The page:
At my dayjob, I’m a C# developer. 2.5 years ago I was a C++ developer during the day. When I wrote C++, it was all for multiplatform applications that never touched any of the .NET libraries. When I switched to C#, it was all .NET. Never once did I try or even look into using any of the .NET libraries with C++. I knew there was something like __gcnew available, but I took one peek at managed C++ back in 2003 or so and got scared, running away because it looked so ugly.

I had heard that it was improved, but never bothered to look into it until now. I picked up a copy of Pro Visual C++ 2005 for C# Developers and in the first 50 pages I learned everything I need to know to be able to mix managed and unmanaged code in a C++ application, or to mix C# and C++ applications in a .NET project.  I’m not sure how much I’ll ever use that, since my main usage of C++ is for wxWidgets or Qt-based applications, but it’s nice to know, and the author, Dean Wills, did a damn fine job of explaining the differences between the two languages in a short amount of time.

The remainder of the book explains more of the intricacies and specifics, but any competent C# programmer can be writing C++ in only two hours with this book.

Shandril’s Saga Book 1: Spellfire

I’ve been reading The Harpers series from the Forgotten Realms books. Next on my list was Crown of Fire, but it required reading the previous book, Spellfire, in order to really know what was going on. So much for an open-ended series of books. By “open-ended” they obviously didn’t mean “standalone”.

Spellfire was a very different book from the rest of the Harpers books in that the monsters were much more vicious — dracoliches, archmages, devils, beholders, and all manner of newbie-slaying critters. It was a decent book overall, but the nonchalance that the epic foes were treated with took a little away from the book. It’s obvious they expect you to have read a Monster Manual from cover to cover and don’t spend too much time on descriptions of creatures, their ferociousness, and all the horrible things they can do to a foe.

Most of the characters in this book are pretty one-dimensional, and the interactions between the main characters (especially Shandril and Narm) are pretty empty. Even so, it’s a good adventure tale and I give it a solid 3 out of 5 stars. I liked it well enough, but wouldn’t read it again. At least now I can read Crown of Fire and continue the Harpers series.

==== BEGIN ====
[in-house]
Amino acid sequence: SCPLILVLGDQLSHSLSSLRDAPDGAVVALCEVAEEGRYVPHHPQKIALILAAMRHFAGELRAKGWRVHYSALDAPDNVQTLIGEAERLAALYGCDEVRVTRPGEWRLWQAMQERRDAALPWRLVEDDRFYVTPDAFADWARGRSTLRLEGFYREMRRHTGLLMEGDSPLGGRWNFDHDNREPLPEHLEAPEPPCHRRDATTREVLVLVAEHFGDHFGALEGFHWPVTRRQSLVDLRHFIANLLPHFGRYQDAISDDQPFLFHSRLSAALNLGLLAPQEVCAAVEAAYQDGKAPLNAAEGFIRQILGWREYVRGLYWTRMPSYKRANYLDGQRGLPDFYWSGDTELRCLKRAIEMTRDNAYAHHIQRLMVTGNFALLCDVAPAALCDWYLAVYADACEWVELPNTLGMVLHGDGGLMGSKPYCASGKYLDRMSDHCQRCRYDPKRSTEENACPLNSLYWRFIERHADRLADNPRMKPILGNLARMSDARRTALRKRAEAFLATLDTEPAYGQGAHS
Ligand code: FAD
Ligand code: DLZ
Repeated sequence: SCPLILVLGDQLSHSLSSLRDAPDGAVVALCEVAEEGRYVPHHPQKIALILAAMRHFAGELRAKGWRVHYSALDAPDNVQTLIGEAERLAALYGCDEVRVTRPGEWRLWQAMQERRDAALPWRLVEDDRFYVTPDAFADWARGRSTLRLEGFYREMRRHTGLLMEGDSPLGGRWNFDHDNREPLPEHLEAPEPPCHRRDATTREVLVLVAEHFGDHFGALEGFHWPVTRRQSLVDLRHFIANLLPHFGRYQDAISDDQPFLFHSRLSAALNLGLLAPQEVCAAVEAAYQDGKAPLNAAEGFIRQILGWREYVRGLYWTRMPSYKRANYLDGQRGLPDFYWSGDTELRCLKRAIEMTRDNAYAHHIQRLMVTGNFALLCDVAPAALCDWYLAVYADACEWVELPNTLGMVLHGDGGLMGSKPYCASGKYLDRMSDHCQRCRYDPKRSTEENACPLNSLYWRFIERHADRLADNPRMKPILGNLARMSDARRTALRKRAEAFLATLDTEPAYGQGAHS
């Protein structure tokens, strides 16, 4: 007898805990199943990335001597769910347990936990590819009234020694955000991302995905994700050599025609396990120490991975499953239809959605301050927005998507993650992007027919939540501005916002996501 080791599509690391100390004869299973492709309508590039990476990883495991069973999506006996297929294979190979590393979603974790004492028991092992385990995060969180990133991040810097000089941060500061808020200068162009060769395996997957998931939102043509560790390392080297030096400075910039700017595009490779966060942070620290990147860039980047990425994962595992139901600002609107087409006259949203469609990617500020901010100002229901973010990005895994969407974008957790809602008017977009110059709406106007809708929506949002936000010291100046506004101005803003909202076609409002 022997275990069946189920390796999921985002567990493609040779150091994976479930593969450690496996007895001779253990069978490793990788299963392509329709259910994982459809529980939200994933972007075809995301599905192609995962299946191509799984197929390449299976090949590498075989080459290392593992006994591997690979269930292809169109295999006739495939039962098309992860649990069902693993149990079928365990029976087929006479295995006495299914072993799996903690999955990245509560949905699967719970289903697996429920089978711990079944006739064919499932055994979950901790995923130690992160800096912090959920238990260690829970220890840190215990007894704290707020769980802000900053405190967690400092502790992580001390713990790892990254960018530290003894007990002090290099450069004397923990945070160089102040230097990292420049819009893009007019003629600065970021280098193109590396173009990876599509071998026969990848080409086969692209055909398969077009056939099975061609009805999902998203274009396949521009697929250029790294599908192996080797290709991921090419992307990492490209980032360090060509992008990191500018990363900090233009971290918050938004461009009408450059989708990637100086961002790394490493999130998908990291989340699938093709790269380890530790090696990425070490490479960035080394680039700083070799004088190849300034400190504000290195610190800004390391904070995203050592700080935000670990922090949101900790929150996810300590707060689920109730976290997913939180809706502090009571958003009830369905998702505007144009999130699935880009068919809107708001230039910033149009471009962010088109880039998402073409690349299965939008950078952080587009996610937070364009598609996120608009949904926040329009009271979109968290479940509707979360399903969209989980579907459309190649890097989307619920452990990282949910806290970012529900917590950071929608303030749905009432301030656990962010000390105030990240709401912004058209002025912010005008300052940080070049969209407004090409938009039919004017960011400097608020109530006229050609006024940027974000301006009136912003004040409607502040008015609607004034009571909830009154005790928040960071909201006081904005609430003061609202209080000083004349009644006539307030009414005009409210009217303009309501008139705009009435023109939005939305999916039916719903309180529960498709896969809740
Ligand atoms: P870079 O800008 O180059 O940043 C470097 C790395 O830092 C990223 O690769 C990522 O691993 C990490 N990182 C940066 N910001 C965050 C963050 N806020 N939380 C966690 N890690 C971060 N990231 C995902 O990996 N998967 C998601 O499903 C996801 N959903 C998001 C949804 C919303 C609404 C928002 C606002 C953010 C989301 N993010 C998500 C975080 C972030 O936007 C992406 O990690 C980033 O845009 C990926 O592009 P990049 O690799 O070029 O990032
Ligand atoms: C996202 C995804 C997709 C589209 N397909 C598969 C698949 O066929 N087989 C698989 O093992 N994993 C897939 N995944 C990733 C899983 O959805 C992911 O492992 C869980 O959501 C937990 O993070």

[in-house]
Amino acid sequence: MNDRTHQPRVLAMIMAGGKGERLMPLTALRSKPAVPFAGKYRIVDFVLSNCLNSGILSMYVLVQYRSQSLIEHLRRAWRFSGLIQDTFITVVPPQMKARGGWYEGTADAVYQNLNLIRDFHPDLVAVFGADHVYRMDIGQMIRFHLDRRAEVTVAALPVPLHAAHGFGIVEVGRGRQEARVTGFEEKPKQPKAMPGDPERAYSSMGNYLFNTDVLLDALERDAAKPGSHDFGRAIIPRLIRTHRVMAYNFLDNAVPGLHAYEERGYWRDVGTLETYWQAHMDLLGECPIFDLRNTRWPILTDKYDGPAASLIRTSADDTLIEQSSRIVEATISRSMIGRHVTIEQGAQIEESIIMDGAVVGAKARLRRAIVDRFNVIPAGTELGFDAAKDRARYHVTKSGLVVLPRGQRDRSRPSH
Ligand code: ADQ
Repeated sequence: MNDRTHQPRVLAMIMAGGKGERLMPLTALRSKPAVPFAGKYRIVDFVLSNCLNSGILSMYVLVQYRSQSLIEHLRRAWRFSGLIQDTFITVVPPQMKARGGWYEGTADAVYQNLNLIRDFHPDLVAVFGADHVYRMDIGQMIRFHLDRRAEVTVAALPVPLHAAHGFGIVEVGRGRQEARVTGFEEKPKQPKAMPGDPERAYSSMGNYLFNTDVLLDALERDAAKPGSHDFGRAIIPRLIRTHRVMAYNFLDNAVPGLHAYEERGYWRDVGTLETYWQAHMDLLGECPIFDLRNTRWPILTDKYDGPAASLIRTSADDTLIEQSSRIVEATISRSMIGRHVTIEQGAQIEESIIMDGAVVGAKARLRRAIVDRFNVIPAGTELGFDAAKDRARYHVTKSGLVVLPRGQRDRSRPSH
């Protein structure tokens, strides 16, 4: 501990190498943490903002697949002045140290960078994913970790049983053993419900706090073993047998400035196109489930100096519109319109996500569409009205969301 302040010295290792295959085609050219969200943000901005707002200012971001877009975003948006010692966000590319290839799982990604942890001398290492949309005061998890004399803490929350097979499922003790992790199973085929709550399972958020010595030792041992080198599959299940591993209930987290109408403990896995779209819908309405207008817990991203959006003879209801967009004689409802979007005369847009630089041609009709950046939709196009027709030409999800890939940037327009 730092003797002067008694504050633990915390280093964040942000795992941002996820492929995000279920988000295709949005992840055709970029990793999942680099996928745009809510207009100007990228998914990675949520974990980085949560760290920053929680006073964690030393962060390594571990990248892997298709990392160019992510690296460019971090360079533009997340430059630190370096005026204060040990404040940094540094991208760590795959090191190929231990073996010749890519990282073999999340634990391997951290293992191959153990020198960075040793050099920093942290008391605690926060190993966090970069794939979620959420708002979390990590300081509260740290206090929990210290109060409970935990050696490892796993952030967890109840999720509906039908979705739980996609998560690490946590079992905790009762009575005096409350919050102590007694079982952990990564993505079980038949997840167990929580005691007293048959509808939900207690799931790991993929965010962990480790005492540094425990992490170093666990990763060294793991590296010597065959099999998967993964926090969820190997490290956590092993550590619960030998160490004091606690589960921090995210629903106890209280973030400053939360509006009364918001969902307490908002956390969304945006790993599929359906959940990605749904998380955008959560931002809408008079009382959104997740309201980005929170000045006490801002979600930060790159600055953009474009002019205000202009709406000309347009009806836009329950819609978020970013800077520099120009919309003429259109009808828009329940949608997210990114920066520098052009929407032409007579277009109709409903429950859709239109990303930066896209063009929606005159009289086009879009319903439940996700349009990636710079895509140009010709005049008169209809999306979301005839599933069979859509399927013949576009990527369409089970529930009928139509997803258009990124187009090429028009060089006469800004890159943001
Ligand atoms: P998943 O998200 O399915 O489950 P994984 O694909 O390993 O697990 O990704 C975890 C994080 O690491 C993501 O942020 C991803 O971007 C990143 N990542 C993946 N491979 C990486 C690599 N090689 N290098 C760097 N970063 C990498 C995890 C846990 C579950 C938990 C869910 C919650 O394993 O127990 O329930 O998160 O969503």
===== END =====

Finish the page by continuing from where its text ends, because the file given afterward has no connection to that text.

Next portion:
I just finished reading Masquerades by Kate Novak and Jeff Grubb, tenth book in The Harpers series. I skipped over the ninth book, Crown of Fire, because I ordered it from Paperbackswap and it hadn’t arrived by the time I wanted to pick up another book.

I have mixed feelings on the book. Most of the main characters are from Novak and Grubb’s earlier book, Azure Bonds. The problem is, I didn’t actually like any of those characters. They’re entirely too lifeless and one-dimensional and it’s not really worth caring about what happens to them. Despite the characters, the book has a good plot and in defiance of the lack of character development and choppy dialogue, I had to keep reading just to find out what happened next and which factions were victorious and which were destroyed. It wasn’t as bad as a George R.R. Martin book where the plot is enthralling but the writing is about what you’d get from a 5th grader, but it was still fairly dissonant.

Overall I’d give the book 2.5 stars out of 5. If you actually like the characters from Azure Bonds, give it a read.  Otherwise it’s probably not worth it. As for Azure Bonds, the gold box game (Curse of the Azure Bonds) was better than the book.


I just finished reading Elfsong by Elaine Cunningham, book 9 of The Harpers and the sequel to Elfshadow.  It was a 3.5-star book.  It had decent characters, and was your typical sword-and-sorcery novel.  A tale well-told, but not a tale you can’t live without.  Read it if you like the other Harpers books.

Soldiers of Ice

I finished reading book 7 of The Harpers — Soldiers of Ice by David “Zeb” Cook. It was just as good as the previous book, but with a twist:  a plot that was pretty original for a sword-and-sorcery book. I won’t give away the details, but I will say that it’s a solid 4-star book worth reading if you like the genre.

Crypt of the Shadowking

I just finished reading Crypt of the Shadowking by Mark Anthony, book 6 of The Harpers. It’s been the best book in the series so far.  Unlike most fantasy, the characters are two-dimensional and the character-to-character interactions are natural. It’s a shame the author has such a common name — he’s very hard to Google, but apparently he wrote a few more books for TSR and a series called The Last Rune that had some popularity.

The Ring of Winter

I finished reading “The Ring of Winter” by James Lowder yesterday.  It was your standard formula “fantasy in the jungle” novel, complete with dinosaurs, cannibalistic goblins, and mysterious artifacts.  I would rate it as “completely average”, three out of five stars.  If you like sword-and-sorcery fiction you’ll like it.  If not, you won’t.

Skip “The Night Parade”

I just finished “The Night Parade” by Scott Ciencin. It’s book #4 in The Harpers series. I liked the first three quite a bit, but this one just wasn’t all that great — characters were too one-dimensional, plot devices too ham-handed, and all in all it just wasn’t very good. It also had too much of a “dingos ate my baby” feel to it.

The Harpers

Believe it or not, before this year I had never read any of the novels in the Forgotten Realms series. I had always been more of a fan of Dragonlance.

Lately I’ve started reading The Harpers series. I started because I read and enjoyed the Dark Sun novels by Troy Denning. Since he wrote the first book in the Harpers series, I decided to give them a try. So far I’m up to the third book, Red Magic, and I’m pretty sure I’m going to eventually end up finishing the whole series.

Of course, I know it’s a gateway drug. Before long I’ll be reading all of RA Salvatore.